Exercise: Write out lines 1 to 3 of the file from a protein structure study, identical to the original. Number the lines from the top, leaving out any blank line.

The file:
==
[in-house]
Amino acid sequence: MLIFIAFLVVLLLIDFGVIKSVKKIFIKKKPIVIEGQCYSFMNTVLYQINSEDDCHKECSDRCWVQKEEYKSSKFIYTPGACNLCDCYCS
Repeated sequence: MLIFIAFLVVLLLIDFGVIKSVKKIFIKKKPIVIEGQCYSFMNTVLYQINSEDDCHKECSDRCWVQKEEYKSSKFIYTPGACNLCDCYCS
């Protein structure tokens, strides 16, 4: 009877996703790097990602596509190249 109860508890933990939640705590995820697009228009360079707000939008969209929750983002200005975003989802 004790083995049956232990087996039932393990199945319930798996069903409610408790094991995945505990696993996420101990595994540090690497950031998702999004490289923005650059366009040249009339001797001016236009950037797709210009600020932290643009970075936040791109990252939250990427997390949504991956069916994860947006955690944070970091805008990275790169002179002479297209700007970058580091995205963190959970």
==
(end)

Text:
[in-house]
Amino acid sequence: MLIFIAFLVVLLLIDFGVIKSVKKIFIKKKPIVIEGQCYSFMNTVLYQINSEDDCHKECSDRCWVQKEEYKSSKFIYTPGACNLCDCYCS
Repeated sequence: MLIFIAFLVVLLLIDFGVIKSVKKIFIKKKPIVIEGQCYSFMNTVLYQINSEDDCHKECSDRCWVQKEEYKSSKFIYTPGACNLCDCYCS